CHAPTER VI.

On the mass wherein the Priest alone communicates.

The sacred and holy synod would wish indeed that, at each mass, the faithful who are present should communicate, not only in spiritual desire, but also by the sacramental participation of the Eucharist, that thereby a more abundant fruit of this most holy sacrifice might be derived unto them: but nevertheless, if this be not always done, it doth not therefore condemn, as private and unlawful, but approves of, and therefore commends, those masses in which the priest alone communicates sacramentally; since those masses ought also to be considered as truly common; partly because in them the people communicate spiritually; partly also because they are celebrated by a public minister of the Church, not for himself only, but for all the faithful, who appertain to the body of Christ.

CHAPTER VII.

On the Water to be mixed with the Wine to be offered in the Chalice.

The holy synod in the next place observes, that it hath been enjoined by the Church on priests, to mix water with the wine that is to be offered in the chalice; as well because it is believed that Christ our Lord did so, as also because from His side there came out blood and water;[11] which sacramental mystery[12] is renewed by this mixture; and, whereas in the Revelation of the blessed John, the peoples are called waters,[13] the union of that faithful people with Christ their head is hereby represented.

CHAPTER VIII.

The Mass shall not he celebrated everywhere in the Vulgar Tongue. Its Mysteries shall be explained to the People.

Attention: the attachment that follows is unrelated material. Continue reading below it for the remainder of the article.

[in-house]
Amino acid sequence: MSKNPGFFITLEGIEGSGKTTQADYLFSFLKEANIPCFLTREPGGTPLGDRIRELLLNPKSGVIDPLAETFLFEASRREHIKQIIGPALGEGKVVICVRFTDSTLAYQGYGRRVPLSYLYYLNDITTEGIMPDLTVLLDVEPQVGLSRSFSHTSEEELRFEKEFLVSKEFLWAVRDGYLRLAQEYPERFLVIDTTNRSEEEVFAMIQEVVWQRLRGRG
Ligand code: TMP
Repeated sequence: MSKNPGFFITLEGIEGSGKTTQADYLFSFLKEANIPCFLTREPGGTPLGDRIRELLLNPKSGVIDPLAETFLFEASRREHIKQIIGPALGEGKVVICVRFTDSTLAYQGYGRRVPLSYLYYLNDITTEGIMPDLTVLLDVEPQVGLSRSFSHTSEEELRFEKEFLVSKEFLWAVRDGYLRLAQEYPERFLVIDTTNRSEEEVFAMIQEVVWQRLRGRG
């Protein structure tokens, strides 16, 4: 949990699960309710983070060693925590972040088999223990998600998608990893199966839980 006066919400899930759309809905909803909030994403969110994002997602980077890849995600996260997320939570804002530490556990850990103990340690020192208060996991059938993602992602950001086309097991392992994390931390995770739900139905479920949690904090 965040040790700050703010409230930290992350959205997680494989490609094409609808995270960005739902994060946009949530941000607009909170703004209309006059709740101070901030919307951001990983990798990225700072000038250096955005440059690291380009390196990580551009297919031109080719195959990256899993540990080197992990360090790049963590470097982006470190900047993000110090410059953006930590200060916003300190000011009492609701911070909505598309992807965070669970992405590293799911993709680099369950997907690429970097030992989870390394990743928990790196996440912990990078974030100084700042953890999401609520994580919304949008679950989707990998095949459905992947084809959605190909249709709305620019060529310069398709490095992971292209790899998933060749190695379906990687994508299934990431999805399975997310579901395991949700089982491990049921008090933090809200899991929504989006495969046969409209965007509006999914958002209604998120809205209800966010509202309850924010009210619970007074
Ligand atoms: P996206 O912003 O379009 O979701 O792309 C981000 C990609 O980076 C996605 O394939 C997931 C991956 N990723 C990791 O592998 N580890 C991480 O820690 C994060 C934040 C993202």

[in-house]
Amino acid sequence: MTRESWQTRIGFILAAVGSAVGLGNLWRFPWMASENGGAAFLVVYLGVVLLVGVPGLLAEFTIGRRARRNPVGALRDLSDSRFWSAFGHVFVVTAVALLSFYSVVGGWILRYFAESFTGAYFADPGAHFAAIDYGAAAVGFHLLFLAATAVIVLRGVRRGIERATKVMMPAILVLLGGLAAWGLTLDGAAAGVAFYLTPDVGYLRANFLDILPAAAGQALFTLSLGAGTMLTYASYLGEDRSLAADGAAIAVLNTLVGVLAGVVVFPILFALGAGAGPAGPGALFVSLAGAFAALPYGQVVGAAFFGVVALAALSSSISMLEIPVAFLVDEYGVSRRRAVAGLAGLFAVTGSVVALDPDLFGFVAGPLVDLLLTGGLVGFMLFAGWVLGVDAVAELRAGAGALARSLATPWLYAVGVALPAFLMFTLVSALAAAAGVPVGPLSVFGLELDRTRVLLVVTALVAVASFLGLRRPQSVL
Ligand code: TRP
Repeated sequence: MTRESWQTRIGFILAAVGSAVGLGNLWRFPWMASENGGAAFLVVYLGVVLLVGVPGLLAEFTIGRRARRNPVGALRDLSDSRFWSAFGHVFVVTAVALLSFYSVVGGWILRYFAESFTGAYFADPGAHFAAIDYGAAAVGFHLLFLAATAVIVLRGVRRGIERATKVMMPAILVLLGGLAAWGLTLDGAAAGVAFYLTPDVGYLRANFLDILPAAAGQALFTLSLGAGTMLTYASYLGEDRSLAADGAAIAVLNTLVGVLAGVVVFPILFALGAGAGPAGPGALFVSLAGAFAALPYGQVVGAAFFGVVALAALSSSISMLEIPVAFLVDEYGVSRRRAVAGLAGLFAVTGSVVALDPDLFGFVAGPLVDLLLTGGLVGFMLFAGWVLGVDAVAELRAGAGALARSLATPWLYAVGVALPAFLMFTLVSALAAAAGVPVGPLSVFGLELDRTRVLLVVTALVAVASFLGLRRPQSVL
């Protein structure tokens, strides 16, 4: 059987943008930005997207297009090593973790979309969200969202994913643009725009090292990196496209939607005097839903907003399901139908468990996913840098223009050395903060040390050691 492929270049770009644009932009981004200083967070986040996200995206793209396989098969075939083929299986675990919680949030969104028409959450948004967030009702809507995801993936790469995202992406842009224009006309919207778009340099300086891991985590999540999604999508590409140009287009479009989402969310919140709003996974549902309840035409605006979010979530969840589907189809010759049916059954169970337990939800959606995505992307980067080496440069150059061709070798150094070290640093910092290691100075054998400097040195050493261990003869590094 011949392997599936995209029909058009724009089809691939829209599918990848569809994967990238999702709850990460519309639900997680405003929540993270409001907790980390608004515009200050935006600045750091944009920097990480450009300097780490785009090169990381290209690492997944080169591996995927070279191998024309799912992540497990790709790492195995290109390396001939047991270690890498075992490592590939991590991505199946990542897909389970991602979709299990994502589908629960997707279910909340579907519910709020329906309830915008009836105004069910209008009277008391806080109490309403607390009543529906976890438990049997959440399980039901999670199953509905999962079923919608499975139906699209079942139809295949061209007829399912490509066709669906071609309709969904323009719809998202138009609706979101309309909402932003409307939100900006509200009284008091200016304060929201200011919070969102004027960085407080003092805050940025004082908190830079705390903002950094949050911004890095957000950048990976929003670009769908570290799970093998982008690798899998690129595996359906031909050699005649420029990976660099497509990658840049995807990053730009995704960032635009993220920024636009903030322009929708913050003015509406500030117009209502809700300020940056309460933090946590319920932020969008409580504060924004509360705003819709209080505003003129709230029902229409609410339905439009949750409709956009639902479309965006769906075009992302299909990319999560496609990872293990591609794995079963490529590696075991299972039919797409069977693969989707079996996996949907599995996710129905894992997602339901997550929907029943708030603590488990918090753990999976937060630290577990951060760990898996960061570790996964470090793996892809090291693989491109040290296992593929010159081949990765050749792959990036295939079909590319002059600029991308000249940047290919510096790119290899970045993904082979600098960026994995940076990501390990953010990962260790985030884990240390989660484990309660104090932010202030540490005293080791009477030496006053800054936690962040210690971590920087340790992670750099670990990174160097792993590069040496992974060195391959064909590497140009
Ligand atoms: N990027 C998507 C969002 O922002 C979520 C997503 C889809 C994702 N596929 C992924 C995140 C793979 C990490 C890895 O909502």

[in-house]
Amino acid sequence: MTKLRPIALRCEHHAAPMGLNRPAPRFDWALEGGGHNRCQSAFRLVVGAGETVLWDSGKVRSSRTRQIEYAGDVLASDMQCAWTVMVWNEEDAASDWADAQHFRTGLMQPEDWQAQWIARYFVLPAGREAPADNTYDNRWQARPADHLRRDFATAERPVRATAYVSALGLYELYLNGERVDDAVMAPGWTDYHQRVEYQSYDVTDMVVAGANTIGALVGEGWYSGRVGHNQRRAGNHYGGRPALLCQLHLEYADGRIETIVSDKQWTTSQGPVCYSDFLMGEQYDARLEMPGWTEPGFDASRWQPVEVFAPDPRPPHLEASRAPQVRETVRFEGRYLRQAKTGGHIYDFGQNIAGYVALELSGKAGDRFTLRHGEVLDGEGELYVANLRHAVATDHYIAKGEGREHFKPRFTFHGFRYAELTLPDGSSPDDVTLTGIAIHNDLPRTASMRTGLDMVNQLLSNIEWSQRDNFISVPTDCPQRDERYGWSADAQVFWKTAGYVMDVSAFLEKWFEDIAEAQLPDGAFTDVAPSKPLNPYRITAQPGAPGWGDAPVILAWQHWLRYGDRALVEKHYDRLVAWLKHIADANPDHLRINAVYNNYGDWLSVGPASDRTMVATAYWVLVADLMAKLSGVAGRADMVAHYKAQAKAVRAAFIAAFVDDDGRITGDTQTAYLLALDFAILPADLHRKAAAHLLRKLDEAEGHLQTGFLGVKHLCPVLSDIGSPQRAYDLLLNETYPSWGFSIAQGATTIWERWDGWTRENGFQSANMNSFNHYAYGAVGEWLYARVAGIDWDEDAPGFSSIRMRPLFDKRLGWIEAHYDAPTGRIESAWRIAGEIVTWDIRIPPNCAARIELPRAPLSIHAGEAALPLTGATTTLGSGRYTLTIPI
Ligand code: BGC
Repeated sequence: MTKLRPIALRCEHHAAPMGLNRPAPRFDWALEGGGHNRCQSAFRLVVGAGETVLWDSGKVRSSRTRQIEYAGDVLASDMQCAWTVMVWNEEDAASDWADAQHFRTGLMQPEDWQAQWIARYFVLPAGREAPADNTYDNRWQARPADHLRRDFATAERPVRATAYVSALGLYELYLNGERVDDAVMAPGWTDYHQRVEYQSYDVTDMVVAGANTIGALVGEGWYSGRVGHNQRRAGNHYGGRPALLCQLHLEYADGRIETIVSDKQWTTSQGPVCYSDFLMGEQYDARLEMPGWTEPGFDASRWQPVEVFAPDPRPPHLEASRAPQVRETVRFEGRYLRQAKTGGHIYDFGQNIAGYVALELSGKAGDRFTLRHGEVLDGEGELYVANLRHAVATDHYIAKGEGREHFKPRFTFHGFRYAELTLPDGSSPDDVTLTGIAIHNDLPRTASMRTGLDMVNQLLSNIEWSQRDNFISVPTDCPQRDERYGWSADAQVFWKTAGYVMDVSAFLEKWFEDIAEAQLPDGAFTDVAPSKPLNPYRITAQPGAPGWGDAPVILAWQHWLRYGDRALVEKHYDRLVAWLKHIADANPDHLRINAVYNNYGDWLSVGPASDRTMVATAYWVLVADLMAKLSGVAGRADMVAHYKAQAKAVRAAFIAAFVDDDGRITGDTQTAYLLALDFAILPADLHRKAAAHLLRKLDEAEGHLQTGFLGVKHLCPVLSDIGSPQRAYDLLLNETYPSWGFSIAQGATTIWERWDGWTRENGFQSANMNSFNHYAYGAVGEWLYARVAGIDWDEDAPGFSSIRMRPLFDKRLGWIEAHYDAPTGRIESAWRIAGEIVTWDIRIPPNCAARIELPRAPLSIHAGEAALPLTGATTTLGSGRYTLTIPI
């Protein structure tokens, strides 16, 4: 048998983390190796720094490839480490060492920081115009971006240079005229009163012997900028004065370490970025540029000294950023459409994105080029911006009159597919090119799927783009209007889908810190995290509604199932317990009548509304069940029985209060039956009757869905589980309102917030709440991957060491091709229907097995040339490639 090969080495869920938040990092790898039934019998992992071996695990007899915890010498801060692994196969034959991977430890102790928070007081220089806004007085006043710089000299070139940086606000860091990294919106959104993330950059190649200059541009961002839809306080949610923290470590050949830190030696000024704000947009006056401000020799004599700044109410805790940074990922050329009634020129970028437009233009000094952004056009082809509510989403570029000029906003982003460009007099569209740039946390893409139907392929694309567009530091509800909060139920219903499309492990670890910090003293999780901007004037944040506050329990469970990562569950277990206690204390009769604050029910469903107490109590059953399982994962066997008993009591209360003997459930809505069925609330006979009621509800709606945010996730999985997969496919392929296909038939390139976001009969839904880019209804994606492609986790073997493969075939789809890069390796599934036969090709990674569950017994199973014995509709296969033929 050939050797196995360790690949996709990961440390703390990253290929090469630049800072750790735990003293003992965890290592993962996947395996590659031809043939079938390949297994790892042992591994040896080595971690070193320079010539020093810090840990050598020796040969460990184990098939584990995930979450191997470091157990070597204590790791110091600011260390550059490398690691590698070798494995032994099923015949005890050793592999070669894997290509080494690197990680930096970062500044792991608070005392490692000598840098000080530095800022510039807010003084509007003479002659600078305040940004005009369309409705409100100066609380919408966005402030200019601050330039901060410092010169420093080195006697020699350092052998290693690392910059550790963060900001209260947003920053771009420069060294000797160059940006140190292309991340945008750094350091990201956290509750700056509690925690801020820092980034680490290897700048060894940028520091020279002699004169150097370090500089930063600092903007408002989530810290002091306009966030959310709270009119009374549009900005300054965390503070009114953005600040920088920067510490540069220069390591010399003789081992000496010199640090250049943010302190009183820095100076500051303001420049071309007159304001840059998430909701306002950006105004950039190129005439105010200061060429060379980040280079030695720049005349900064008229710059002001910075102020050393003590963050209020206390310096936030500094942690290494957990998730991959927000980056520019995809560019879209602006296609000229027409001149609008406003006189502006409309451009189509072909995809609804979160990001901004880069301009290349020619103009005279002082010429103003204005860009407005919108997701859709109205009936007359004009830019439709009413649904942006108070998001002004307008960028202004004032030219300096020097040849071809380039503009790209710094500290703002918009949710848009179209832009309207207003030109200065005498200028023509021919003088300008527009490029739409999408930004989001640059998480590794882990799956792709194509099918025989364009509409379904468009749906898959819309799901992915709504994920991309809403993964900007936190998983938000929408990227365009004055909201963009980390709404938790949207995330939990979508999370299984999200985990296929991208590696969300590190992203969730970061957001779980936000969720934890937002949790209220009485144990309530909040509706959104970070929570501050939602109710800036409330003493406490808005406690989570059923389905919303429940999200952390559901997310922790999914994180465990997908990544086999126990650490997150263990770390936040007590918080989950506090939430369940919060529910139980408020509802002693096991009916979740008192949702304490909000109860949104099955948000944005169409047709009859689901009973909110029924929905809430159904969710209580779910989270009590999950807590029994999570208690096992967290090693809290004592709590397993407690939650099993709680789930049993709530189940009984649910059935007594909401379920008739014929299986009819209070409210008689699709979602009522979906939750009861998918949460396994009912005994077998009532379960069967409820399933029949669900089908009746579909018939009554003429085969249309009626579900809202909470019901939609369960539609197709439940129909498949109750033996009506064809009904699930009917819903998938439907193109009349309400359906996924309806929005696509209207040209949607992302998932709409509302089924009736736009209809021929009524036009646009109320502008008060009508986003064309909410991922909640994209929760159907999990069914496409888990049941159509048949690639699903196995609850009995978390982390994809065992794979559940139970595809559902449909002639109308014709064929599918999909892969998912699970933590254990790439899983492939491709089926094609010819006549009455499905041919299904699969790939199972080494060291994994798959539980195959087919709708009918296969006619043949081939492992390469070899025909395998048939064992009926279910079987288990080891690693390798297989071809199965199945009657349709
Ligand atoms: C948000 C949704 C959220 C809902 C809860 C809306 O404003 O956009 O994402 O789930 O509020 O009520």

Although the mass contains great instruction for the faithful people, nevertheless, it has not seemed expedient to the fathers, that it should be celebrated everywhere in the vulgar tongue. Wherefore, the ancient rite of each church, and [the rite] approved by the holy Roman Church, the mother and mistress of all churches, being in every place retained; and, that the sheep of Christ may not suffer hunger, nor the young children ask bread, and there he none who shall break it unto them,[14] the holy synod charges pastors, and all those who have the cure of souls, that they frequently, during the celebration of mass, expound, either by themselves or others, some portion of those things which are read at the mass, and that, amongst the rest, they explain some mystery of this most holy sacrifice, especially on the Lord's days and festivals.

CHAPTER IX.

Preliminary Remark on the following Canons.

But because that many errors are at this time spread abroad, and many things taught and maintained by many persons, in contradiction to this ancient faith, based upon the sacred Gospel, the traditions of the apostles, and the doctrine of the holy fathers; the holy synod, after many and grave deliberations maturely held touching these matters, has resolved, with the unanimous consent of all, to condemn, and to eliminate from the Holy Church, whatsoever is opposed to this most pure faith and sacred doctrine, by means of the canons subjoined.

TOUCHING THE SACRIFICE OF THE MASS.

Canon i. If any one shall say, that in the mass a true and proper sacrifice is not offered to God; or, that to be offered is nothing else but that Christ is given unto us to eat; let him be anathema.